So what's the (seven percent) solution?

Oct 01, 2010 07:46 AM
rating: 1
 
BP staff member John Erhardt
BP staff

Cocaine. It's from Sherlock Holmes.

Oct 01, 2010 08:01 AM
 
MHaywood1025

I first thought of the chapter out of the biography of one Richard Feynman. Pretty sure it had the same name as well.

Oct 01, 2010 08:12 AM
rating: 0
 
Rowen Bell

I believe you're right -- as I recall, one of the anecdotes in that Feynman chapter involved new data that was different by 7% and they were trying to work out whether that 7% improved or worsened the experimental fit to a theory he was developing -- but, of course, Feynman's choice of title to that chapter was an allusion to Holmes.

Oct 01, 2010 08:24 AM
rating: 0
 
dbiester

I am a casually interested fan of sabremetrics most interested in using the projections to get a better handle on likely outcomes in the upcoming baseball season so I don't get crushed in my fantasy leagues. This year I got crushed in my fantasy leagues, and I blame society.

Why are so many people falling off the charts? I guess what I'd like to get from the projections is a pretty good idea of a likely upcoming season from a player, and then the probability of a windfall or a disaster. Not sure if the percentiles is the best way to do that given that this chart seems to be showing so many actual performances in the outlier columns. This may also contribute to inaccuracies in the star/scrub graphic for each player, I don't know, but if so it is not a good thing.

Oct 01, 2010 08:09 AM
rating: 2
 
dalbano

I have to say getting crushed in fantasy isn't any fun, as I was crushed this year after finishing in the money all 7 years of my league. After having great keepers, and what I thought was a great draft, I was easily an early favorite to start the year. A good chunk of my team wound up having a HORRIBLE first 4 months of the season. I was in last place out of 12 teams the entire time. If the season were extended, to say...January, I think I would have a good shot of winning it. Instead, I will be right in the middle after having an extraordinary final two months.

That being said, in a 40,000 ft view, it is EXTREMELY difficult to forecast baseball statistics for a single season on a large scale(obviously!) The moral of my story is, while we definitely strive for a successful forecasting model while looking at the next immediate season, I believe PECOTA does a great job of identifying performances over 900-1200 at bats and 300-400 innings.

Oct 01, 2010 08:36 AM
rating: 0
 
devine

"This year I got crushed in my fantasy leagues, and I blame society."

This may be the funniest thing I read all morning. Thank you.

Oct 01, 2010 10:23 AM
rating: 2
 
flirgendorf

I would prefer that the percentiles for pitchers reflect the noise; couldn't you just include SIERA in the forecasts for those curious about the "true ability"?

Oct 01, 2010 08:13 AM
rating: 1
 
bmarinko

Maybe I missed something in the article, but are these stats/charts just for 2010, or for some larger time span? If its just for 2010, do other seasons have distributions that look similiar?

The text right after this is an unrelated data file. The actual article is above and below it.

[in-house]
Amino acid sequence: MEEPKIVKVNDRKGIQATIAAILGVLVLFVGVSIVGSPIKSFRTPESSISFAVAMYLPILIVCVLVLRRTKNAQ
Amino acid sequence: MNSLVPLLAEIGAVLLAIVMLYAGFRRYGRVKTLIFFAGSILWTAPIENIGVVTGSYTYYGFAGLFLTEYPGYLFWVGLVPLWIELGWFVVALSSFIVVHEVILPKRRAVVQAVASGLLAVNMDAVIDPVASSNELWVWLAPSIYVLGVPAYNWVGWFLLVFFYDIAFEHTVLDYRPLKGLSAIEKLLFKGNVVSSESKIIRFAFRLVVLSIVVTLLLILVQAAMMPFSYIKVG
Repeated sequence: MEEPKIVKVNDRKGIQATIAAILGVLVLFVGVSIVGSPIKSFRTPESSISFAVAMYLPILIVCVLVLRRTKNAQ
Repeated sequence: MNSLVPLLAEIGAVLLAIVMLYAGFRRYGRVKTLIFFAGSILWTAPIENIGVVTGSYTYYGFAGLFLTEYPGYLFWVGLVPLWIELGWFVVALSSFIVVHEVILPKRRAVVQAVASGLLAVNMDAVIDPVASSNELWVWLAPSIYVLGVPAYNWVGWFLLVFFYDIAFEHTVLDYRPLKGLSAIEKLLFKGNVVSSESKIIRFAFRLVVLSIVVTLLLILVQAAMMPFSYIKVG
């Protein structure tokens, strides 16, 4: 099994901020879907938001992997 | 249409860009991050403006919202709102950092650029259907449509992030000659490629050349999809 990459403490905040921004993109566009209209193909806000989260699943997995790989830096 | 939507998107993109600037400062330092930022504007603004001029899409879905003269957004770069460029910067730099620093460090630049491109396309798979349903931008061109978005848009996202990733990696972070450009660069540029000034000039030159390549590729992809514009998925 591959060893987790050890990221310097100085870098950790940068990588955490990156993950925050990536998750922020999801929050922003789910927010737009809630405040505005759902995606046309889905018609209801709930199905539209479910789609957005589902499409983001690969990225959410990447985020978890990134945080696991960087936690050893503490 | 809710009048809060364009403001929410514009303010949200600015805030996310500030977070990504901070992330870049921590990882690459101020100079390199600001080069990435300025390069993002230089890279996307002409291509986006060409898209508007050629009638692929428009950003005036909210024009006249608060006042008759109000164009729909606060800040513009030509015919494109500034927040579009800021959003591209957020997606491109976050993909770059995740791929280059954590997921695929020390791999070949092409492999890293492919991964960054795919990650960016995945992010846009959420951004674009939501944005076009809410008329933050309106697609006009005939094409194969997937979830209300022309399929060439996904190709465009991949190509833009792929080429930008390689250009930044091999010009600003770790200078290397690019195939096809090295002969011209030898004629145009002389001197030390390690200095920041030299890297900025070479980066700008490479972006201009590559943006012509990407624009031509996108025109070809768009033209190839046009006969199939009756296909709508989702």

Oct 01, 2010 09:39 AM
rating: 3
 
ScottyB

Forgive me if this is naive, but isn't the trimodal distribution we see in Tango's chart above (and implied in Colin's in the article) perfectly explainable?

Those in the first hump (players who vastly underperfromed their projections) are those who missed significant playing time due to unanticipated injury or got sent to the minors.

The second hump are those PECOTA nailed really well.

The third hump are those who got unexpected playing time (non-top-prospects who got a lot of ABs or IP- like Thole or Leake; those who overcame past injuries to play a whole season).

Average these together, and PECTOA comes up roses.

Colin, others, what say you?

Oct 01, 2010 10:01 AM
rating: 2
 
ScottyB

Put more simply- PECOTA seems to miss very high, very low, or totally nail player performance. Can't this be mostly attributed to unexpectedly low or high amounts of playing time (due to injury or promotion/demotion)?

Oct 01, 2010 10:07 AM
rating: 0
 
TangoTiger

"Those in the first hump (players who vastly underperfromed their projections) are those who missed significant playing time due to unanticipated injury or got sent to the minors."

I highly doubt it. But even if that's the case, then what in the world does "10th percentile" forecast mean? If you want to say that 50 of the 250 players (or whatever) of the players with at least 300 PA had a very down year, then why are you setting the benchmark so high that 20% of the players reached a level that you said only 10% of the players should reach?

That is, vastly underperforming, or sent to the minors, while still reaching 300 PA is not a phenomenon limited to the year 2010.

You are *starting* with the position that only 10% will reach some baseline (hence the 10th percentile). Then you have to ask: "how much below my mean will that be?". And maybe the performance level of a group of such players that you thought should have had a .270 TAv did in fact reach only .230, then that's where the 10th percentile forecast should have been made, and not the .240 or .250 level that IS being made, such that 20% (instead of 10%), get below that level.